Commercial oyster cultivation has become the poster child of the impacts of Ocean acidification. Juvenile oysters melt away in just slightly acidic water, and on the west coast farmers have been struggling as climate change has resulted in more and more acidic oceans.
Saturday was World Ocean Day. Coastal and Marine scientists used the occasion to highlight their growing concern over Ocean Acidification, and it’s impacts on New Hampshire.
The laws of thermodynamics dictate that as CO2 increases in the atmosphere, the ocean will absorb more CO2 as well. As that happens, the acidity of the ocean slowly begins to rise, which can start to dissolve the shells of young plankton, the foundation of the ocean’s food chain.
It wasn’t exactly a victory lap, but the president was in California last week praising an early success of the Affordable Care Act.
Speaking in San Jose on Friday, Obama touted the California health insurance exchange--one of the new online marketplaces where individuals and small business employers can shop for coverage and apply for subsidies starting October 1.
California's exchange will have 13 companies competing for business and rates far below what experts predicted.
PSNH's rates have trended above the market rate since mid 2009, with a notable spike this year. This has spurred exponential growth in the number of competitors entering the residential market to court rate-payers away from the last N.H. utility to own power plants.
Staff for the agency that regulate electric utilities have released a strongly worded investigation into the effects of cheap natural gas on Public Service of New Hampshire’s electric rates. The report on market conditions suggests the current situation is unsustainable.
The Public Utilities Commission’s report offers several alternatives to the status quo, including PSNH selling all or some of its power plants, or retiring some of them.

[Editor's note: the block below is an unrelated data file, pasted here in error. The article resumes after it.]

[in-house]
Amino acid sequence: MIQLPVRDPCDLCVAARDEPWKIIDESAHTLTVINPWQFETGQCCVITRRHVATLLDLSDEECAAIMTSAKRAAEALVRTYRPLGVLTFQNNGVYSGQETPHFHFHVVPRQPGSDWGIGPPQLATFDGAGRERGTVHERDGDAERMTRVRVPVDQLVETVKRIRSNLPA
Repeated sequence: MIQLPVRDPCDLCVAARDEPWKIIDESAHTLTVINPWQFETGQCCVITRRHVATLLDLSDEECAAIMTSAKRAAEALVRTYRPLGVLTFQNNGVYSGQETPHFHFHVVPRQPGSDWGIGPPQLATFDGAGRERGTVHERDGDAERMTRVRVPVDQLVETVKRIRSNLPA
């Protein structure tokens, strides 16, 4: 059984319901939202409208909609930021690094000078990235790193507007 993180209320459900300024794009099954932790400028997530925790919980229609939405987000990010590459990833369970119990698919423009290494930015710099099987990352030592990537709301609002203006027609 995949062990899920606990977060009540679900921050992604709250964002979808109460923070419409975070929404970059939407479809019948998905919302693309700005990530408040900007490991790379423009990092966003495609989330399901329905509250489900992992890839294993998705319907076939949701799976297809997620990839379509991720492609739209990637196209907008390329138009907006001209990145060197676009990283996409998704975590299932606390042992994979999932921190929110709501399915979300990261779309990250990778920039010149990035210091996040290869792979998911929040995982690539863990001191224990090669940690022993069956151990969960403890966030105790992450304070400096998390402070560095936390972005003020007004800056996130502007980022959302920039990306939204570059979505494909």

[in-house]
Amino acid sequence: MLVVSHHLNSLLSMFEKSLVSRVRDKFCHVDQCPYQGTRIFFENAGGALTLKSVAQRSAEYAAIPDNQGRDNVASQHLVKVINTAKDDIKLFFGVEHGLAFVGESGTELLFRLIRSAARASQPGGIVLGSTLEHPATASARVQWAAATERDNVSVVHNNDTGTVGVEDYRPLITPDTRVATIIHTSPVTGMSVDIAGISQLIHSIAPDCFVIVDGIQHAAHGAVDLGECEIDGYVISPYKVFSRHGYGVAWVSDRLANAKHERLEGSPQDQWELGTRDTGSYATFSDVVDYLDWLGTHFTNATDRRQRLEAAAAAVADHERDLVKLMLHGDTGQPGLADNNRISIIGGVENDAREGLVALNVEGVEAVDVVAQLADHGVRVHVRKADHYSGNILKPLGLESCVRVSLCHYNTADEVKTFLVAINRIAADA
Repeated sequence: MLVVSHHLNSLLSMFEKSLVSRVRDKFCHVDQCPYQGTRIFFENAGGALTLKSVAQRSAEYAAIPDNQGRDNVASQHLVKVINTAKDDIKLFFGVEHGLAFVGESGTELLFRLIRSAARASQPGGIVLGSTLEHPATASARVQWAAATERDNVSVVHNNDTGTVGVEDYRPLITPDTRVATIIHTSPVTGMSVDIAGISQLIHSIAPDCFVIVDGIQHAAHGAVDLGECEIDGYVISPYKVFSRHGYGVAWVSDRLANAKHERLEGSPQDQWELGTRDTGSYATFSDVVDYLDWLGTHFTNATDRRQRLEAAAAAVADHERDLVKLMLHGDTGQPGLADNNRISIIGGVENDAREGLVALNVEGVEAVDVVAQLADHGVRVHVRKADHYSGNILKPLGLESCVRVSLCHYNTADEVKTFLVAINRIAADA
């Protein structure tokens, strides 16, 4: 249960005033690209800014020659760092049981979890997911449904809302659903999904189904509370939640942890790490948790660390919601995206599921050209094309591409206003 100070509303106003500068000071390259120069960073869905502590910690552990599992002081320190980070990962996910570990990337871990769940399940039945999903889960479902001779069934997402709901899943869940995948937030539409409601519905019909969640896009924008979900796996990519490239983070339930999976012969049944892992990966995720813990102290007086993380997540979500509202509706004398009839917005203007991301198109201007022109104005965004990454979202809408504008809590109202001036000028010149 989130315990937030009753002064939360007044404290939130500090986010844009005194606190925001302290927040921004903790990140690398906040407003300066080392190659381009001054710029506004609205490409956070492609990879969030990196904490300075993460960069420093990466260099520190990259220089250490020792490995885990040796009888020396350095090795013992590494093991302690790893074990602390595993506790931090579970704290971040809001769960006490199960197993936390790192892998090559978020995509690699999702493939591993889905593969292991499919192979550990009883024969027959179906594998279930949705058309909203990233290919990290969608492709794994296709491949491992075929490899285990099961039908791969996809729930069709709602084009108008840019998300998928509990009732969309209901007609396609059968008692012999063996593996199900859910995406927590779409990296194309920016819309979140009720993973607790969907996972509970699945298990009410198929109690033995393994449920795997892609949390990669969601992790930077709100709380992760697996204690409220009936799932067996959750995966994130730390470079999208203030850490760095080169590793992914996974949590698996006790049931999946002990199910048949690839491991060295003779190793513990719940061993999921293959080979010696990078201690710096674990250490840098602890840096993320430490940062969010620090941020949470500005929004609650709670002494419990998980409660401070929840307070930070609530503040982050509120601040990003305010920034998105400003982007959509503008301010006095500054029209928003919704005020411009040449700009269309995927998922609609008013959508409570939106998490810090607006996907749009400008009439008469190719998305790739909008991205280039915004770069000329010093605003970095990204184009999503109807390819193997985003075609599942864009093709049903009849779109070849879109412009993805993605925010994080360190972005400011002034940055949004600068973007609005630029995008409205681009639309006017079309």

Two separate black bear sightings in Portsmouth earlier this week startled residents and raised new questions about bears in urban areas.
Early this week, two Portsmouth residents reported black bear sightings to police. Officers responding to the calls said they believed the bears were cubs, but were unsure if a larger bear was with them. Bear sightings are rare instances in the Seacoast, but N.H. Fish and Game’s Wildlife Damage Specialist Rob Calvert says that this behavior isn’t entirely out of character.
The Raymond Coalition for Youth is committed to helping kids make healthy choices and form positive habits. Through its "Youth Action" program, the Coalition empowers teenagers, like Kirsten Roman, to involve themselves in community outreach. "I was really interested in helping out the community more, and to help my peers make good choices," says Roman. "We focus on positive choice: not doing drugs or alcohol; eating healthy and exercising."
The 90th Annual Laconia Motorcycle Week starts this Friday and runs through next Sunday. The event attracts riders from all across the U.S.
Despite the rain forecasted for this weekend, Motorcycle Week is still expected to draw upwards of 300,000 riders to Laconia. At 90 years old, it’s one of the oldest continuous motorcycle rallies in North America. During the week, riders can take tours around the state, including a state-wide farm tour. Rally coordinator Charlie St. Clair says the farm tour offers something new for out-of-state riders.
There are two things we all seem to know about rhubarb – it grows and grows, and you can make pies with it. But there's a world of rhubarb that goes beyond the (admittedly delicious) pie - in fact, it's a hot commodity among bartenders, who are mixing up cocktails and other tangy rhubarb-based beverages. And bakers might like to try a rhubarb upside-down cake.
The price of carbon under the Regional Greenhouse Gas Initiative or RGGI is on the rise. For some time the cost that a New England Power plant has paid for the right to emit a ton of carbon dioxide was bumping along near the floor price of $1.98.
That price has jumped ever since the RGGI states announced that they would lower the cap on carbon dioxide, bringing it in line with the lower emissions that have resulted from the region’s switch to natural gas. In the last two auctions, carbon has gone for $2.80 and $3.21 a ton.
The Concord City Council has approved a dramatic Main Street overhaul. Under the plan, Main Street will be converted from four lanes to a modified three-lane set-up. New lighting, wider sidewalks, more benches, and bike racks are also part of the plan.
A big concern for merchants is the loss of downtown parking. Developer and advisory committee member Steve Duprey says in the end, the city is only losing five parking spaces. And the benefits outweigh the risks.